- While the fruit is cooking, fill a large pot (at least 12-quart) 3/4 full with water, set over high heat and bring to a boil. Place 10 (8-ounce) jars and rings, canning funnel, ladle, and tongs into the boiling water and make sure the water covers the jars by at least an inch. Boil for 10 minutes. Turn off the heat, add the lids and leave everything in the pot until the marmalade is ready.
- Meanwhile, place a small plate in the freezer. Increase the heat under the orange mixture to return to full boil. Add the sugar and stir the mixture continually, until it reaches 222 to 223 degrees F on a deep-fry or candy thermometer, and darkens in color, approximately 15 to 20 minutes. You may need to adjust the heat in order to prevent boil over. Test the readiness of the marmalade by placing a teaspoon of the mixture onto the chilled plate and allowing it to sit for 30 seconds. Tilt the plate. The mixture should be a soft gel that moves slightly. If mixture is thin and runs easily, it is not ready.
- Remove jars from the water and drain on a clean towel. Place a canning funnel onto the top of 1 of the jars and ladle in the marmalade just to below the bottom of the threads of the jar. Repeat until all of the mixture has been used. The amount of marmalade may vary by 1 to 2 jars. Wipe the rims and threads of the jars with a moist paper towel and top each with a lid. Place a ring on each jar and tighten.
- Return the jars to the pot with boiling water, being certain that they don't touch the bottom of the pot or each other. (If you don't have a jar rack, try a round cake rack, or metal mesh basket. Even a folded kitchen towel on the pot bottom will do in a pinch.) Add additional water if necessary to cover the jars by at least an inch. Boil for 10 minutes. Using canning tongs, carefully remove the jars from the water, place in a cool dry place and allow to sit at room temperature for at least 24 hours before opening. Once open, store in the refrigerator. Unopened marmalade will last for up to 6 months.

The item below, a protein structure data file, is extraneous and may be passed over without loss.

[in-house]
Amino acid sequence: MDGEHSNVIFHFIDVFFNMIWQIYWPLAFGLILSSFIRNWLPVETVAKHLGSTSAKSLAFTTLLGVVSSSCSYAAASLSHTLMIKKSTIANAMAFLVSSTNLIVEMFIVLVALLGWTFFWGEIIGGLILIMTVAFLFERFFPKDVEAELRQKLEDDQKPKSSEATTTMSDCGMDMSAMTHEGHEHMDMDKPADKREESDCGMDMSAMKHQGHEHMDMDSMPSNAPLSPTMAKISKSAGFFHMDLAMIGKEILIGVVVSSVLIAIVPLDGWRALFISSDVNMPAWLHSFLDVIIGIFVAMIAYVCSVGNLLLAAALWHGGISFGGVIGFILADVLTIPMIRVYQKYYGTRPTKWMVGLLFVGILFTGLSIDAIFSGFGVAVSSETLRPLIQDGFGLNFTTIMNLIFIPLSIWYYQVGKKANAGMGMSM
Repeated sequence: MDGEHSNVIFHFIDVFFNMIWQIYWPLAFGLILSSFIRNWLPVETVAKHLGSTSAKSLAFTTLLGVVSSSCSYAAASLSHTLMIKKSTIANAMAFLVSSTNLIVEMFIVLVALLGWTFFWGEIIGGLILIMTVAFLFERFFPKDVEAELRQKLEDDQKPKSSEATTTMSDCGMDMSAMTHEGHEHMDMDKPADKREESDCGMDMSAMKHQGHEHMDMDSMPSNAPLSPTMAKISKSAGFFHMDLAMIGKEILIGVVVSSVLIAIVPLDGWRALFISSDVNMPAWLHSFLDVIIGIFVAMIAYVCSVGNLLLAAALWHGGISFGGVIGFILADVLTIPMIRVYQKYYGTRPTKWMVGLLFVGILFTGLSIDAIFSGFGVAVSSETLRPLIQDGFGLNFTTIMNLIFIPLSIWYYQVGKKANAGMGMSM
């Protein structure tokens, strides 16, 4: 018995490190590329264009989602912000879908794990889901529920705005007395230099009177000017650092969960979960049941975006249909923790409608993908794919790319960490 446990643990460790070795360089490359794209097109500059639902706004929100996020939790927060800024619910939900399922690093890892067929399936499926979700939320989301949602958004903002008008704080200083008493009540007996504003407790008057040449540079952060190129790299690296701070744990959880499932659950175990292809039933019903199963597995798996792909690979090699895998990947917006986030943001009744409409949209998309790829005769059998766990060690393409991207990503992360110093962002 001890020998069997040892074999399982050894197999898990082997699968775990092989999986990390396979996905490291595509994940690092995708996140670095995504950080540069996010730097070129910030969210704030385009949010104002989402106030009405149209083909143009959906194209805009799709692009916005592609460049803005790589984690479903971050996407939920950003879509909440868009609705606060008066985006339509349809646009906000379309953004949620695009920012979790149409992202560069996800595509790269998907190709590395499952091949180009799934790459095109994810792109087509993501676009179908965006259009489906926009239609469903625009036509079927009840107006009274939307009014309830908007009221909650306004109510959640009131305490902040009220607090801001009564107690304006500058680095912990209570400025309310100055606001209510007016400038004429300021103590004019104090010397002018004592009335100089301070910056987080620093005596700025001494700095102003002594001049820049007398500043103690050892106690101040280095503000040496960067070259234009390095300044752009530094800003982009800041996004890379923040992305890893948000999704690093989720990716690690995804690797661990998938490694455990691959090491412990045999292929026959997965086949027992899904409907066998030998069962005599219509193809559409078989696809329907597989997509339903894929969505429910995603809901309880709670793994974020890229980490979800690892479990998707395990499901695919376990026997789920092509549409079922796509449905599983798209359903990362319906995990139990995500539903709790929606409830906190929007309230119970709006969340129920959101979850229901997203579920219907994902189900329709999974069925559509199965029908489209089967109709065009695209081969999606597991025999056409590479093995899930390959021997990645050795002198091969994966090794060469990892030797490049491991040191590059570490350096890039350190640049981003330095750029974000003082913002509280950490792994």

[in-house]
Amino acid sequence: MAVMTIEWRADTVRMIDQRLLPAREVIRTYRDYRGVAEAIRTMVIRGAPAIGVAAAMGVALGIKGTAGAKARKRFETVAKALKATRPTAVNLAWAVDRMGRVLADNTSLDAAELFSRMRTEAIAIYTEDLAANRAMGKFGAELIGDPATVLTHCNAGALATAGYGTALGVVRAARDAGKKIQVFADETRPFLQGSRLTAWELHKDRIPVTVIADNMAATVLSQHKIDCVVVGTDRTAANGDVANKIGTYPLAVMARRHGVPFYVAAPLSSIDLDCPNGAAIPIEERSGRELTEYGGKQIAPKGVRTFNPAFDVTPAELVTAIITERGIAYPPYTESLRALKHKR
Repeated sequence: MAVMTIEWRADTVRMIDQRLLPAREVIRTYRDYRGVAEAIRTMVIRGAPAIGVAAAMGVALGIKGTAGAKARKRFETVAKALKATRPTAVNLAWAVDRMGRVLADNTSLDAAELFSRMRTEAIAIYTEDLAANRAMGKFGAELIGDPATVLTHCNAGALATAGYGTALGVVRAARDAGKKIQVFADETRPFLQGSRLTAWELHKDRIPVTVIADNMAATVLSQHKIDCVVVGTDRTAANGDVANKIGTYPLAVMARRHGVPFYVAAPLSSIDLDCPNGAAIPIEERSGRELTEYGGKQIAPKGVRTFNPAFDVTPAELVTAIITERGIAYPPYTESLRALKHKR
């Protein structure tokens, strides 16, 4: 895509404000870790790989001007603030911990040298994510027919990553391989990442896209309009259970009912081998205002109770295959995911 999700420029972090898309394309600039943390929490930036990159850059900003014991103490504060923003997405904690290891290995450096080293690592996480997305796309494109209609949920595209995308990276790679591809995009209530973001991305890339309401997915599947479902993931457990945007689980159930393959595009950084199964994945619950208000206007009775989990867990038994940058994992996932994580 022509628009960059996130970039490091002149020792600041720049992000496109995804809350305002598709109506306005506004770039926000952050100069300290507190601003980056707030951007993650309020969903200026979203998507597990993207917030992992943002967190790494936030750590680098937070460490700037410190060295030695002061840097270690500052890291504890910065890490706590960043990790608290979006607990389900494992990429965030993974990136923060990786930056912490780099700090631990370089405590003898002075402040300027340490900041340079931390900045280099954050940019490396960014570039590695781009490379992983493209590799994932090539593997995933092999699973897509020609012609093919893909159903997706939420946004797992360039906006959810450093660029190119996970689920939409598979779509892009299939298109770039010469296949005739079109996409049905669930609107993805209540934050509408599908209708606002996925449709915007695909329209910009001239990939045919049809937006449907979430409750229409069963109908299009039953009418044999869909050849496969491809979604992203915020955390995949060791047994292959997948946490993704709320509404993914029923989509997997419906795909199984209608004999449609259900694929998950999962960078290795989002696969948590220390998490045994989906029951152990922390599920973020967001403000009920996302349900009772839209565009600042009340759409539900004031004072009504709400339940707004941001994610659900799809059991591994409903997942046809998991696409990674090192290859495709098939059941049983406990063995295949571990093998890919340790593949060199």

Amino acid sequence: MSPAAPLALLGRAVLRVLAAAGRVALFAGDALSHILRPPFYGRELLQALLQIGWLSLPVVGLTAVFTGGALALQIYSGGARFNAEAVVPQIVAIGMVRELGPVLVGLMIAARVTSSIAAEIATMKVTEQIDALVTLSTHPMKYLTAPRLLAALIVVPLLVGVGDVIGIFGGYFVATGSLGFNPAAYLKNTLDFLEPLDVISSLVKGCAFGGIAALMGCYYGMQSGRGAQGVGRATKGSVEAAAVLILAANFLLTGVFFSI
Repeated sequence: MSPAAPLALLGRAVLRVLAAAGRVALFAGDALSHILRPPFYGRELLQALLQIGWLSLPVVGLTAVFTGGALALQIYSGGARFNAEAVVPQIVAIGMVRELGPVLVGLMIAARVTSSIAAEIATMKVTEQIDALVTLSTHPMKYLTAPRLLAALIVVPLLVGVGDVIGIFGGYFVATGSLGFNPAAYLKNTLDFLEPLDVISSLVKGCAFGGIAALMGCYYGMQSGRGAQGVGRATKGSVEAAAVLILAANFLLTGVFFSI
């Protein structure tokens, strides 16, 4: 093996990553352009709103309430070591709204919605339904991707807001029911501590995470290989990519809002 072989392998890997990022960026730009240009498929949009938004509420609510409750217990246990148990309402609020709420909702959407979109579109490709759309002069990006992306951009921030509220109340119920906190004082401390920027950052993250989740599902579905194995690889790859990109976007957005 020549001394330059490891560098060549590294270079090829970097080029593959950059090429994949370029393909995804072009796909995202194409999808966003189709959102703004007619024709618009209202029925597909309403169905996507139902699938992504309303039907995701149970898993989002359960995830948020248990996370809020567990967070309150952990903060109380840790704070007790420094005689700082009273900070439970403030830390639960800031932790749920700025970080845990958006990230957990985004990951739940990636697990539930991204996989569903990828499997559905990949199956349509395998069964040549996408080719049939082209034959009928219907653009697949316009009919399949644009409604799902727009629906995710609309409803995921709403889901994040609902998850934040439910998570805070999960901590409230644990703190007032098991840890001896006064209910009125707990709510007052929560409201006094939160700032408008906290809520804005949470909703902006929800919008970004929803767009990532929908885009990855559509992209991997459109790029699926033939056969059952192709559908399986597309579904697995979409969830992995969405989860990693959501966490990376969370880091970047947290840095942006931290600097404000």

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- Line a bowl with a square of muslin. Wash the oranges and lemon. Cut in half and squeeze out the juice. Place the juice in a large pan and the pips into the muslin lined bowl.
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- Choosing the Fruit. Marmalade is traditionally made from Seville oranges. These have a strong sharp taste and are virtually inedible raw, but are very good for marmalade as they are very easy to peel and are high in pectin, the jelly-like fruit protein that causes jam to set.
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- Peeling the Fruit. There are various ways to peel citrus fruits. Seville oranges peel easily like a tangerine. Grapefruits are also easy. Lemons vary, but can be hard if the peel is very thin and limes are usually very difficult to peel.
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- Know your fruit. If you're making marmalade from December to February, you’d better have a good excuse for not using seasonal, knobbly-skinned Seville oranges.
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- Kit yourself out properly. A maslin pan is a must. Its heavy bottom dissipates heat for an even boil, and the wide, deep sides ensure an efficient and even evaporation as well as preventing too many hot splutters of boiling preserve.